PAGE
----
Lipid-associated macrophages transition to an inflammatory state in human atherosclerosis, increasing the risk of cerebrovascular complications
Dib L., Koneva LA., Edsfeldt A., Zurke YX., Sun J., Nitulescu M., Attar M., Lutgens E., Schmidt S., Lindholm MW., Choudhury RP., Cassimjee I., Lee R., Handa A., Goncalves I., Sansom SN., Monaco C.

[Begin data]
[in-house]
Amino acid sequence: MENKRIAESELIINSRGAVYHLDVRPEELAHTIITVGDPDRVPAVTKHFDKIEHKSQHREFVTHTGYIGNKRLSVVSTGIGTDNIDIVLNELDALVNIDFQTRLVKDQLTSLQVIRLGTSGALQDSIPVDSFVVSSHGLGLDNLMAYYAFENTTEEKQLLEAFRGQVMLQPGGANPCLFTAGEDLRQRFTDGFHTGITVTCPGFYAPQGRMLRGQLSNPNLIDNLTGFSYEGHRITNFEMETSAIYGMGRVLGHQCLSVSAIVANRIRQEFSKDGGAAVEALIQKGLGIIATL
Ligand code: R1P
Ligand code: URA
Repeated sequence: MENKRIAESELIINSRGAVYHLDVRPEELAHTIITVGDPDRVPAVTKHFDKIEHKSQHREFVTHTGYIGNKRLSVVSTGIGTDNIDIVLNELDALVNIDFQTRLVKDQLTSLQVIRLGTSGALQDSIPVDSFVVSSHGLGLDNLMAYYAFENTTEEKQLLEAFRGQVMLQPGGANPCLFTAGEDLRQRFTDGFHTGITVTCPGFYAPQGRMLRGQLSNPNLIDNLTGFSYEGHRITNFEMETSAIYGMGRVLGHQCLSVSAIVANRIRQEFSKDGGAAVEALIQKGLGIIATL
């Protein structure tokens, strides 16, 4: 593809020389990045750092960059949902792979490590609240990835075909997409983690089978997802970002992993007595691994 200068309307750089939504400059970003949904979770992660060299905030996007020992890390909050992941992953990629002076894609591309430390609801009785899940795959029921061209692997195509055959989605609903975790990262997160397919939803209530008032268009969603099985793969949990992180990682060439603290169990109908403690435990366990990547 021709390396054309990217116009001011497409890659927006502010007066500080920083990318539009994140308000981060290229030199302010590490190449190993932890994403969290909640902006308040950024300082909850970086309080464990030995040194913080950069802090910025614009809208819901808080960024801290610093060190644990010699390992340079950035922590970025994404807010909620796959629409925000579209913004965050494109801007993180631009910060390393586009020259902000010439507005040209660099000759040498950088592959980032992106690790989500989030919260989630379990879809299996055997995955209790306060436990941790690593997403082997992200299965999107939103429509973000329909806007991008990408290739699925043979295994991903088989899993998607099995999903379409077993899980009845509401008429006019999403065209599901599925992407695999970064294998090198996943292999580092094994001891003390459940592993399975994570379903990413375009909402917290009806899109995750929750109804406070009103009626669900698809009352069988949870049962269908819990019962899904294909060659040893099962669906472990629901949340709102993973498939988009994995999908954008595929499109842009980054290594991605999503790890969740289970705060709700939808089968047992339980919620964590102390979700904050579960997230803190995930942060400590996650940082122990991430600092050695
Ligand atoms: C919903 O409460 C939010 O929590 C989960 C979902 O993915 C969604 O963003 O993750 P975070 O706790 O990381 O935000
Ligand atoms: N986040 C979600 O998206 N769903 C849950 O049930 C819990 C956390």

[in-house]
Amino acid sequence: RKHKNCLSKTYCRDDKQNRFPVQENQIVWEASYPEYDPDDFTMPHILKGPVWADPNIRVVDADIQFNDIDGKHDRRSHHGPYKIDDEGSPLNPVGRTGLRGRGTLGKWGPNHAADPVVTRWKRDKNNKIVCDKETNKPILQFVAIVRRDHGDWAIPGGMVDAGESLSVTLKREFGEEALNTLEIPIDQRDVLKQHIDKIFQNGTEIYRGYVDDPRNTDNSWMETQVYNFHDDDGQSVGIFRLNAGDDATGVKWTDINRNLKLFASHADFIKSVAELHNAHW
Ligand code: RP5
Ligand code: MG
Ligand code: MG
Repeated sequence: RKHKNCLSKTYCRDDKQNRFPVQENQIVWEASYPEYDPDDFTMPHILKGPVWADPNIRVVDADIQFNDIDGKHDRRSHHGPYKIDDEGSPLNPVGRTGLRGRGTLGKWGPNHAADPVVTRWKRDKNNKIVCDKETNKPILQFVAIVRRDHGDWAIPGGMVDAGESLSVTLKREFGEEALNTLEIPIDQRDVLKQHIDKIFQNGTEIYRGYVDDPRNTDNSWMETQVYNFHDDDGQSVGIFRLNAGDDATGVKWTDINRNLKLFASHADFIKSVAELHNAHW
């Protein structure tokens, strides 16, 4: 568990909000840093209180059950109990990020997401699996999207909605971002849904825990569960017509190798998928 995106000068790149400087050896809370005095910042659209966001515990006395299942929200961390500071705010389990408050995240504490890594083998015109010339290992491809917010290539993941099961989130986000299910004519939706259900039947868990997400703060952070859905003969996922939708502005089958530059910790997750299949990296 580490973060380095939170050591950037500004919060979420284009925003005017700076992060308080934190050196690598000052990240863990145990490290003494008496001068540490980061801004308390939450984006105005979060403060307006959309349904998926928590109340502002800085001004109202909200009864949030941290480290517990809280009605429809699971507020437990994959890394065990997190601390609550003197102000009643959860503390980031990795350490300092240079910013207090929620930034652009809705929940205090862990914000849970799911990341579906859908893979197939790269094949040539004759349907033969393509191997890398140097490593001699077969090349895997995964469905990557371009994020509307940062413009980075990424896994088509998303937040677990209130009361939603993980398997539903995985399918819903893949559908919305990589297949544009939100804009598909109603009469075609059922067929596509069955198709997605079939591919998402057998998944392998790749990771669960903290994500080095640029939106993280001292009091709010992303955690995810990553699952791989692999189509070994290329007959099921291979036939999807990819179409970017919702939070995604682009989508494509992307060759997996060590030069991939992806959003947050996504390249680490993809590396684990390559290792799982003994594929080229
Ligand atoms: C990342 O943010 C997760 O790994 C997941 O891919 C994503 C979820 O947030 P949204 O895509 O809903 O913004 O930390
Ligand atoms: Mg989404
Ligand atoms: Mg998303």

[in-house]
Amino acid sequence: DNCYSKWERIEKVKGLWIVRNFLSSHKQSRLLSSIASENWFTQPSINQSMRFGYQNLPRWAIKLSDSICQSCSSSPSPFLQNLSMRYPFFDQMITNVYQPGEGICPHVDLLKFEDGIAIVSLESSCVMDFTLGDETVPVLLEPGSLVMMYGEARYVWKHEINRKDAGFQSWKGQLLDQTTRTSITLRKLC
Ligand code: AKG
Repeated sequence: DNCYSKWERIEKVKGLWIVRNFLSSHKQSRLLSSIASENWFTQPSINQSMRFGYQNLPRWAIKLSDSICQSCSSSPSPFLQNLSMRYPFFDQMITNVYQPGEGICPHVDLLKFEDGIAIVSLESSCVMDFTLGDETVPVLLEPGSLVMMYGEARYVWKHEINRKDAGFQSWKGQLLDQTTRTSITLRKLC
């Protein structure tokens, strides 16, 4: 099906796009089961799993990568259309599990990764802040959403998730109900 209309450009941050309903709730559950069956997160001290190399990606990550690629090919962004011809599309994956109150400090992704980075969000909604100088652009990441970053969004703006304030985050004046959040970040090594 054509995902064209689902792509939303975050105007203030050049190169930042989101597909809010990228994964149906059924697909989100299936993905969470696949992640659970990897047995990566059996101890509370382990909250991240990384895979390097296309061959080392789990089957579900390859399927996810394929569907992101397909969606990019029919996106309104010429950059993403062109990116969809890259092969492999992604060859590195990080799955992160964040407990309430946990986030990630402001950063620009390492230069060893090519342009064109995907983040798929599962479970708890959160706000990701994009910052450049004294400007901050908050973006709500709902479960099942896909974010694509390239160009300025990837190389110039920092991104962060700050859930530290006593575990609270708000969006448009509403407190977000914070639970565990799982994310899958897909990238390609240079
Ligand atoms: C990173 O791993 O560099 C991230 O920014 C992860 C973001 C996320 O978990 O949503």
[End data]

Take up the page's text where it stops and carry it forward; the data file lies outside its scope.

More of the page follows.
The immune system is integral to cardiovascular health and disease. Targeting inflammation ameliorates adverse cardiovascular outcomes. Atherosclerosis, a major underlying cause of cardiovascular disease, is conceptualized as lipid-driven inflammation in which macrophages play a nonredundant role. However, evidence emerging so far from single-cell atlases suggests a dichotomy between lipid-associated and inflammatory macrophage states. Here, we present an inclusive reference atlas of human intraplaque immune cell communities. Combining single-cell RNA sequencing (scRNA-seq) of human surgical carotid endarterectomies in a discovery cohort with bulk RNA-seq and immunohistochemistry in a validation cohort (the Carotid Plaque Imaging Project), we reveal the existence of PLIN2hi/TREM1hi macrophages as a Toll-like receptor (TLR)-dependent inflammatory lipid-associated macrophage state linked to cerebrovascular events. Our study shifts the current paradigm of lipid-driven inflammation by providing biological evidence for a pathogenic macrophage transition to an inflammatory lipid-associated phenotype and for its targeting as a new treatment strategy for cardiovascular disease.